So Caelan, where is your outrage at say Shell Oil destroying the livelihoods of Nigerian fishermen?


          Or the environmental disaster that is The Canadian tar sands?

          Yet you rail against anything that has to do with solar and wind and put down anyone who is trying to promote alternative energy to better people’s lives? You have a very strange viewpoint and world view to say the least!

          • Caelan MacIntyre says:

            “So Caelan, where is your outrage at say Shell Oil destroying the livelihoods of Nigerian fishermen?” ~ Fred Magyar

            It’s already on POB in my mention of ‘The Delta Boys’, a documentary on oil in Nigeria, and much more than that.

            My outrage is also about the system.

            Try, as you write, ‘railing against’ that, and you may see problems with alternative energy (etc.) too and maybe begin to question whether it actually ‘betters people’s lives’, and for whom, etc.. That’s assuming you really give a fuck, such as beyond the crony-capitalist plutarchy profit-motive.

            Currently, it is that system that derives alternative energy tech and it is not set up to ‘better people’s lives’ or other animals’, unless you are talking about the lives of some elite/limited number, and even then…

            “…the ‘green technology’ in the economic mainstream is not at all that it seems. The increasing complexity of products and societies leads to increasing unpredictability. There is actually no such thing as a sustainable company or product because sustainability is society-wide. Rebound effects often render environmental innovation futile…

            Granfalloons are vested interest coalitions formed around illusory and futile innovations… which are sustained by the optimism bias of techno-enthusiasts…

            …the technologies that we depend upon in our highly complex society can fail us and make our
            problems worse. In the end, technology is a means to an end and, when the ends that prevail in society are growth of profits, growth of wealth and power, and growth of the egos of entrepreneurial celebrities, then it is not surprising that the technologies that are there, supposedly for green purposes, may nevertheless fail to deliver.” ~ Brian Davey, ‘Credo: Economic Beliefs In a World In Crisis’

            • Fred Magyar says:

              Currently, the system that derives alternative energy tech is not set up to ‘better people’s lives’, unless you are talking about the lives of some elite number.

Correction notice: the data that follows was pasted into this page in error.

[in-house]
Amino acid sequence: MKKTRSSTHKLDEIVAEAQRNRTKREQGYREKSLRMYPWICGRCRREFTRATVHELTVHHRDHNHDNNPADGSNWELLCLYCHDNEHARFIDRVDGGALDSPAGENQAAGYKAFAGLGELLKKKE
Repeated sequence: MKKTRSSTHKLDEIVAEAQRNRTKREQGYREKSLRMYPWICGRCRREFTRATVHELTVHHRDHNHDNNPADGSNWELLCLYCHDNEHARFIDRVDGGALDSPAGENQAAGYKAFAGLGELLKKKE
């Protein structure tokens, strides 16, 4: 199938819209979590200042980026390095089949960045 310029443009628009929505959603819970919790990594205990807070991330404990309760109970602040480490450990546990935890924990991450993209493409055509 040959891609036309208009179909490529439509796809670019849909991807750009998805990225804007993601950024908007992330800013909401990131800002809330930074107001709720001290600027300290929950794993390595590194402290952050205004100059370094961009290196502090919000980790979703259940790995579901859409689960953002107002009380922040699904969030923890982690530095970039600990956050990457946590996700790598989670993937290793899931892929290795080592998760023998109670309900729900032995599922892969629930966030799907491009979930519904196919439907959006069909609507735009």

That is absolute bullshit!

              That’s like saying cellphones did not make poor people in third world countries lives better. People who previously had to wait years and could not afford to pay thousands of dollars for copper land line based telephones, suddenly had all of human knowledge at their fingertips.

              You are so one dimensional. You have no nuance or depth to your world view! Yes, corporations made money providing the cellphones and the service too but the value it added to people’s lives is immeasurable!


              Survey: 54 percent in developing world use Internet
              Pew study points to major strides in shrinking the global ‘digital divide’
              February 22, 2016 1:00PM ET
              by Michael Pizzi @michaelwpizzi
              For the first time, more than half of those living in emerging and developing nations have at least occasional Internet access on a computer or smartphone — a milestone that experts say suggests major strides in chipping away at global digital inequality.

              According to data from the Pew Research Center’s annual survey on global Internet usage released Monday, a median of 54 percent of adults in emerging and developing economies identified themselves as “Internet users” in 2015. That figure, up from 45 percent two years ago, includes 37 percent of respondents in the developing world who reported owning a smartphone — a sharp rise from just 21 percent in 2013.

              pew chart
              Pew Research Center
              The rapid growth of Internet access in emerging economies, experts say, reflects a growing recognition by governments and multilateral organizations that expanding access is an economic imperative in a globalized world. Though most of the increase Pew found came in a handful of the largest emerging economies, including China, Malaysia and Brazil, Pew found that emerging economies on the whole appear to be “catching up” to their developed peers.

              Go spend a few years in some of those countries living among their people before you spout more of your nonsense and please spare us your preaching about how evil the system is until you’ve experienced the alternative first hand. Most everyone here is already acutely aware of all the shortcomings and injustices of our global industrial civilization. We don’t need you to tell us.

              • Caelan MacIntyre says:

                Parallel Evolution: AGW Denial In Another Niche

                Ok, how about replacing the argument for ‘cellphones making people’s live better’ (sound of audience clapping/cheering on command to a teleprompter screen) in the context of the crony-capitalist plutarchy (and peak oil/civilization-decline/relocalization/collapse/social-unrest/etc.) with cold-weather ‘anomalies’ in the context of global warming…

                Hey, great, we’re getting cooler weather sometimes on a heating planet, and hey, great, we’re getting some ‘better lives’ (whatever that actually means) with some technologies in a dystopia.